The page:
It was late in the English compound. Ian sat with Major Ware in the courtyard under a pergola covered with vines of star jasmine. The red ends of their cigarillos glowed in the dark. It had been almost a month since Ian first waked to new life. The fever was gone, but so were his illusions. He had been eating like the starved man he was, but no amount of beef and bread could satisfy his cravings. The despair of knowing exactly what his body wanted beat at him until he couldn't sleep in his darkened room during daylight hours. The hunger had been growing for weeks now, until tonight as he sat at dinner with the ambassador, Lord Wembertin, and his staff, Ian could hear the thrumming of blood in veins, the pump of hearts around him. He'd startled everyone by knocking over a chair in his haste to be gone. But he might have done something they'd find far more horrible if he'd stayed.

He couldn't go on like this. Even now he could feel the throb of Ware's blood in the man's throat. He could see it pulse, even in the dark. In the pocket of his coat he fingered the small knife they'd given him to pare his nails. The knife was his hope. He had a plan.

"You must have put on three stone, Rufford," Ware remarked in the darkness. "Lord, but you were a scarecrow when you first got here! How long had you been out there?"

Ian wanted no questions. "I'm not sure," he said in a damping tone.

"Well, perhaps not. That new coat fits snug enough, in spite of the foreign tailoring. Sorry none of us had one to accommodate those shoulders of yours."

"You have been very kind." And he had. Ware had seen to it that he was cared for until he was strong again. Only Ware's constant vigilance had kept the Arabs at bay. Ian had to keep the Major from knowing just how strong he was. His fellow Englishmen would be frightened if they guessed Ian's abilities. Ian was still guessing and they frightened him.

"Feeling fit enough to be off for England soon, I dare say. Catching a ship in Algiers?"

"I go through Tripoli." He kept his voice flat. "You said there is an English doctor there."

"Yes. But have you still a need of one?"

Ian changed the subject. "I was bound for Tripoli on the way out, you know."

"In the diplomatic service?" The major sat forward.

"Under Rockhampton." It was the first information he had volunteered.

"Capital fellow. I would love to serve under him." Ware's cheroot glowed brighter.

"At one point I thought it just the thing for me. Younger son, family estates mortgaged to the hilt, you know the way of it. I inherited the family instability." Ware would understand he meant gambling and horses and women. "Don't know how I made it through Cambridge. Ran through what my mother had provided for me raking about town." He gave a bitter laugh.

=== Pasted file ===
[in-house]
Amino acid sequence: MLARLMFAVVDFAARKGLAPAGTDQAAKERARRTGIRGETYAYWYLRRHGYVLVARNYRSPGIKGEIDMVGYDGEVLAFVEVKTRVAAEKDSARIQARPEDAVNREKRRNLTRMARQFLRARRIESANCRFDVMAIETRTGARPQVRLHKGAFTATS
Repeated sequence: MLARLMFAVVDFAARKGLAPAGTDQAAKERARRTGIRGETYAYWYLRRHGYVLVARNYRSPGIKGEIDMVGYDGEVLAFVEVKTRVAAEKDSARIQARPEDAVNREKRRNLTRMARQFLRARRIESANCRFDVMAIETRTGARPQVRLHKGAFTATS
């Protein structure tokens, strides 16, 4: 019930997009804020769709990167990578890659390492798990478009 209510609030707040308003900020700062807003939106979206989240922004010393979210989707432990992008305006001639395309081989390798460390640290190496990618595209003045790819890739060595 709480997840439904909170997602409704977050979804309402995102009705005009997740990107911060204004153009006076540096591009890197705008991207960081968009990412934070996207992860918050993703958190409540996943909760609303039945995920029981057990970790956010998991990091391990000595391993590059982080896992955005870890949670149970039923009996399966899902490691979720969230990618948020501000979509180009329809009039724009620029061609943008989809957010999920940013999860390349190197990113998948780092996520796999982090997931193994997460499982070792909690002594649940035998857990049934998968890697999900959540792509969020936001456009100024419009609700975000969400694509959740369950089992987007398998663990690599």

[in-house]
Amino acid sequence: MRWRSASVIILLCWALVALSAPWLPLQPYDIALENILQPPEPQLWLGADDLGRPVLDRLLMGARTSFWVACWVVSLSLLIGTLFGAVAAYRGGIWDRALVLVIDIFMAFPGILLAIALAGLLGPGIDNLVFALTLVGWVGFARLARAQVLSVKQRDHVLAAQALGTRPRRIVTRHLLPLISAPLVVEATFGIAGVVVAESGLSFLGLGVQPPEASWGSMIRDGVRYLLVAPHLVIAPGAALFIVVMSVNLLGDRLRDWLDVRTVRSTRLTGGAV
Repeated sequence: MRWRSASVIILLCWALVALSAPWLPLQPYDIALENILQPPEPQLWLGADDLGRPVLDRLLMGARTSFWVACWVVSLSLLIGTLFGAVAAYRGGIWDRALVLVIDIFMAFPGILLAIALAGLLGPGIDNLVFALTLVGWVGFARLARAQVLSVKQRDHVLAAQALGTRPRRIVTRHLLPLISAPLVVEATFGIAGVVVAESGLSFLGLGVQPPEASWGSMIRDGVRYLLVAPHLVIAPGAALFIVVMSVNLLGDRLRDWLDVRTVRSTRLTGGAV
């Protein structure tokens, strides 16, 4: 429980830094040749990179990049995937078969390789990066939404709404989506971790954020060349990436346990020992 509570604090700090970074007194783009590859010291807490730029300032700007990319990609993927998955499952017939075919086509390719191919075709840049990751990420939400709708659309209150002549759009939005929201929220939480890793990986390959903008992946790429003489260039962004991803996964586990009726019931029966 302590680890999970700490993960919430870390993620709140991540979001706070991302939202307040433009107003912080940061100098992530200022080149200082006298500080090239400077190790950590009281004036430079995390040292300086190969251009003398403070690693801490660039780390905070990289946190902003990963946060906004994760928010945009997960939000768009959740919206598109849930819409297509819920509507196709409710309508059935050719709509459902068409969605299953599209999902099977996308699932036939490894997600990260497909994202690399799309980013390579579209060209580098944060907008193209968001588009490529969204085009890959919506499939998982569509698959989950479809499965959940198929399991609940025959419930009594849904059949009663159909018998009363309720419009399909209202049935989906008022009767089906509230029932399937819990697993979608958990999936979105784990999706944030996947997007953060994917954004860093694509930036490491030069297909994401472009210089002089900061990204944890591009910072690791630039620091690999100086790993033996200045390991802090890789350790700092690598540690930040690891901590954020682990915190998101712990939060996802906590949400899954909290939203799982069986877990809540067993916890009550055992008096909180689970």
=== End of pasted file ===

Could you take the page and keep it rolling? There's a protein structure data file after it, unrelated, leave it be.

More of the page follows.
"Don't try to tip me the double, Rufford. Rockhampton only takes the best."

Ian felt the major's blood pumping in his arteries. He achieved a shrug. He must keep talking to stave off the pain crawling along his veins. "M'father's death stopped the rake's progress. Henry was pretty well brought to a stand when he inherited. Hadn't the sense to marry for money. I couldn't be a charge on him. He managed to buy Charlie a commission. I convinced Rockhampton I'd settled down. I write a fair hand and my dancing is well enough. All you need to succeed in the diplomatic corps."

Ware raised his brows. "Under Rockhampton? I hardly think..." But he apparently thought better of pressing Ian. After a moment he said, "But you never served."

"Barbary pirates off Algiers. Took the ship." Ian's voice was tight.

Ware nodded, his expression full of surmise. "How did you escape?"

"A story for another time." Ian's voice was harsher than he intended.

Ware stubbed out his cigar. "Well, money won't be a problem, not with the contents of that little leather bag. You need not serve Whitehall and the diplomats if you dislike it."

"No." He would know better what to do after he put the knife to use tonight.

"I'll leave you. It grows late. Or early. The night has become your time."

Ian's brows drew together. "Not by choice."

"Oh, you'll be riding to hounds with the Quorn before you know it. A touch of sun poisoning, that?s all.? Ware rose. "By the by, you'd best travel with a well-armed party. Nasty doings in the desert. A whole caravan was left for the vultures a hundred miles to the northwest."

Ian stopped breathing for a moment. "A whole caravan?' he asked stupidly.

"And there's worse. The animals were dead, sure, but not desecrated. The men?."

"The men what?? Ian found himself almost whispering.

"Well," Ware hesitated. "No blood in their bodies. White as your shirt."

"The sand. It could have sunk into the sand."

"Not without it left some stain. Natives say they were killed by a demon."

Ian knew who had done it. No stopping her now. "When is your term of service here up?"

"Mere months." Ware grinned in deprecation. "They're closing El Golea, sending Wembertin home."

Wembertin was a fool. Who else would be assigned a delegation in so remote a desert outpost in the Sahara. Ian nodded. "Good."

"Why?" Ware asked.

"Just stay out of the desert, man, until you can get home to England."

Ware looked at him strangely and nodded. Touching his forehead in salute, he ducked out under the jasmine-laden pergola toward his room.